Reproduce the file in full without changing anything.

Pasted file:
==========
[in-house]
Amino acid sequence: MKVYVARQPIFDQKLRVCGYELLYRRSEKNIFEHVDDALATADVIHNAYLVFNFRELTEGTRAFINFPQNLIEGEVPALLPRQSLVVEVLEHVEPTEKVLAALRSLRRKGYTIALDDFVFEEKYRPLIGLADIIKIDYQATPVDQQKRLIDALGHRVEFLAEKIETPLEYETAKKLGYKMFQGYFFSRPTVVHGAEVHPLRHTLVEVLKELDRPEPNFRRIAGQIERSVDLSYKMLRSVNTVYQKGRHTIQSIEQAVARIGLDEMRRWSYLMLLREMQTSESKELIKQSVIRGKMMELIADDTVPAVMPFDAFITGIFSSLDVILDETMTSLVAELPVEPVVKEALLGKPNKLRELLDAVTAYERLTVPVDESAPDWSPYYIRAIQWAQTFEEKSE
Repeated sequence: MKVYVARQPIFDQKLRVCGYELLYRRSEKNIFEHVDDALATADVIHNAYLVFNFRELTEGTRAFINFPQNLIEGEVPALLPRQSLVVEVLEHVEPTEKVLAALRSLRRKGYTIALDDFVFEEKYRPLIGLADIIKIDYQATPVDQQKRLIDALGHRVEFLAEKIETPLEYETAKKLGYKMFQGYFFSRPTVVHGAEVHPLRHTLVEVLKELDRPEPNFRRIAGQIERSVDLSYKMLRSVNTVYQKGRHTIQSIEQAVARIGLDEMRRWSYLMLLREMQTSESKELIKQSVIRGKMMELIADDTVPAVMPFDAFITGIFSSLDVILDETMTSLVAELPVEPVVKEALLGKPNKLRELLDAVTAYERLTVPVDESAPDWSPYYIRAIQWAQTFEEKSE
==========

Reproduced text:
[in-house]
Amino acid sequence: MKVYVARQPIFDQKLRVCGYELLYRRSEKNIFEHVDDALATADVIHNAYLVFNFRELTEGTRAFINFPQNLIEGEVPALLPRQSLVVEVLEHVEPTEKVLAALRSLRRKGYTIALDDFVFEEKYRPLIGLADIIKIDYQATPVDQQKRLIDALGHRVEFLAEKIETPLEYETAKKLGYKMFQGYFFSRPTVVHGAEVHPLRHTLVEVLKELDRPEPNFRRIAGQIERSVDLSYKMLRSVNTVYQKGRHTIQSIEQAVARIGLDEMRRWSYLMLLREMQTSESKELIKQSVIRGKMMELIADDTVPAVMPFDAFITGIFSSLDVILDETMTSLVAELPVEPVVKEALLGKPNKLRELLDAVTAYERLTVPVDESAPDWSPYYIRAIQWAQTFEEKSE
Repeated sequence: MKVYVARQPIFDQKLRVCGYELLYRRSEKNIFEHVDDALATADVIHNAYLVFNFRELTEGTRAFINFPQNLIEGEVPALLPRQSLVVEVLEHVEPTEKVLAALRSLRRKGYTIALDDFVFEEKYRPLIGLADIIKIDYQATPVDQQKRLIDALGHRVEFLAEKIETPLEYETAKKLGYKMFQGYFFSRPTVVHGAEVHPLRHTLVEVLKELDRPEPNFRRIAGQIERSVDLSYKMLRSVNTVYQKGRHTIQSIEQAVARIGLDEMRRWSYLMLLREMQTSESKELIKQSVIRGKMMELIADDTVPAVMPFDAFITGIFSSLDVILDETMTSLVAELPVEPVVKEALLGKPNKLRELLDAVTAYERLTVPVDESAPDWSPYYIRAIQWAQTFEEKSE